Hey everyone, it’s Kylie Sullivan again.
I had the pleasure of interviewing Chef Ian McKinstry. Chef McKinstry is the College Chefs Area Manager of the Pacific Northwest.
A California native, McKinstry was raised in the kitchen. From staying up all night making pastries with his classically-trained-chef father, to driving through the valley smelling the variety of sweet aromas the orchards had to offer, food has always been a part of his life.
Read my full Q&A below with Chef McKinstry to learn more about his family traditions, his motivation, and his simple love and appreciation for food.
Q: Chef Ian, tell me a little about what you’re doing now in your career with College Chefs.
A: For College Chefs, I’ll have the Pacific Northwest area. I’m getting to hire and meet a lot of the chefs in the area who I haven’t met yet. I’m working with them making sure they’re doing what they do best, making sure that we’ve got the right people in place, and keeping them encouraged and passionate about what they’re doing. Keeping our chefs happy is really going to encourage them to do their best and keep their creative juices flowing. We’re here to support them more than anything. They are really the ground floor of the company.
Q: Will you describe the city and neighborhood you grew up in?
A: I grew up in Modesto, California, right in the middle of Central California. It is just a heavy agricultural area. The valley there is so diverse in what it grows. As a kid, we had beautiful grapefruit, an orange tree, a Meyer lemon tree, and more. Everything that grows, it is so fragrant. Almost every time I come across something like that when I drive back through California it just evokes all of these memories of driving through orchards during the summer time and smelling the peaches or jasmine, and all the lavender that grows there. It’s an area that’s so rich in agriculture that all my early food memories are tied back to. My dad was a classically trained chef. All of the dishes I grew up cooking had a really close tie to that area I was from in the valley.
Q: What was the first job you ever had? What kind of impact did it have on your working life?
A: Child labor, mostly (he jokes.) My dad had a catering business. We would look for any excuse to stay up all night and make French pastries. When we had a family member coming in to town you would think we were feeding kings and queens… it was a 2-day event of seriously getting down in the kitchen. The old man would blast the classical music and we’d go wild all night making pastries and staying up the whole next day making food. Holidays were more about everybody getting together in the kitchen and putting together food than it was ever usually about the actual holiday. Christmas time was usually about spending time around the kitchen, not the Christmas tree.
Q: What do you think is the biggest myth about chef life?
A: In my experience, opening a lot of restaurants and using large staff, I’ve been able to take a lot of externs and interns from a lot of schools over the past 10 years now and I think the biggest things that I’ve noticed in the way that the food culture is now is that it’s a really glamorous profession. I think that there has been a definite change in media with the food network, food driven shows, and being able to use social media to share this stuff all the time. I think also we’re seeing now, something I’m happy to see, that chefs are becoming more of a person in the community that takes responsibility for feeding people and really learning about ingredients and nutritional value, and becoming an educator and an all around more involved person. Bringing people together for a common cause, or for no good reason at all other than to see each other’s face… It’s all about building community.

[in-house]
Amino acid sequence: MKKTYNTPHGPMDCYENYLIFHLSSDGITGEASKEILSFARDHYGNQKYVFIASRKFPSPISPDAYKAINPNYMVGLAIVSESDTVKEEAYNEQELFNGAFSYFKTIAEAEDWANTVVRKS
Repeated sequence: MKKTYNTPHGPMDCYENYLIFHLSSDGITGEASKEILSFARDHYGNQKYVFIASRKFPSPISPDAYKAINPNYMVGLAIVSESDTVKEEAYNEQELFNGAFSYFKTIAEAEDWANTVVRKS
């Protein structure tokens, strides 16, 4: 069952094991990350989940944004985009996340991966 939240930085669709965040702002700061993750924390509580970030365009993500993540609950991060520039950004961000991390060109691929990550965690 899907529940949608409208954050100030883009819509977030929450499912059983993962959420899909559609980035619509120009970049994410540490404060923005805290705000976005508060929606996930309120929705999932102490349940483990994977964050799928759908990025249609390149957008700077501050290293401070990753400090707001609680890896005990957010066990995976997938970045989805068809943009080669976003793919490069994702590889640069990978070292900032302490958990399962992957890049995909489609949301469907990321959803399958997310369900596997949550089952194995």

Q: What do you feel is your biggest driving factor to your success?
A: I was really fortunate to grow up in a home like I did and I’m really grateful being in that environment growing up. I learned a lot, not just about the technical aspects of how to prepare and make food, but building that sense of community. Why we were doing that. Putting all the blood sweat and tears into it, it was more the why than the how. I think no matter what level of cooking you’re doing, all good food has to come from something or somewhere that means something to you. No matter who you are or what level you are cooking at, it has to come from somewhere. The food is always very telling of where it came from. I think that’s really important. Also, I think that I’ve always challenged myself to always learn something, always be learning, and always learn as much as I could from the people that I have been very fortunate to work with and to keep that going no matter where I was or what I was working with. I’ve always tried to draw from a situation the most that I could get from it.
Q: If you could dine with anyone once, who would that be?
A: The dining experience definitely includes whom you’re dining with. I think that it would be really interesting to eat with a monk who just eats an Ayurvedic diet, just to sustain himself. Each food serves a specific purpose and to me I find it appealing and interesting. There are actually great chefs that work in some of the monasteries now that still follow some of those guidelines.
Q: What would you want your last meal to be?
A: Something simple and easy. Just give me a nice PB & J.
McKinstry has been with College Chefs for over 3 years now; furthermore, he was promoted to the College Chefs Management Team last March, starting out as a Trainer.
Director of Operations, Chef Jared Bost, says, “Ian has been a rock for us since he started with College Chefs. His skill as a Chef, his creativity, passion, & consistency are all through the roof. We are looking forward to his continued ascension as a Chef and as part of our Management Team.”
“We’re lucky to have great people such as Ian on our team,” Bost concludes.
By College Chefs’ Kylie Sullivan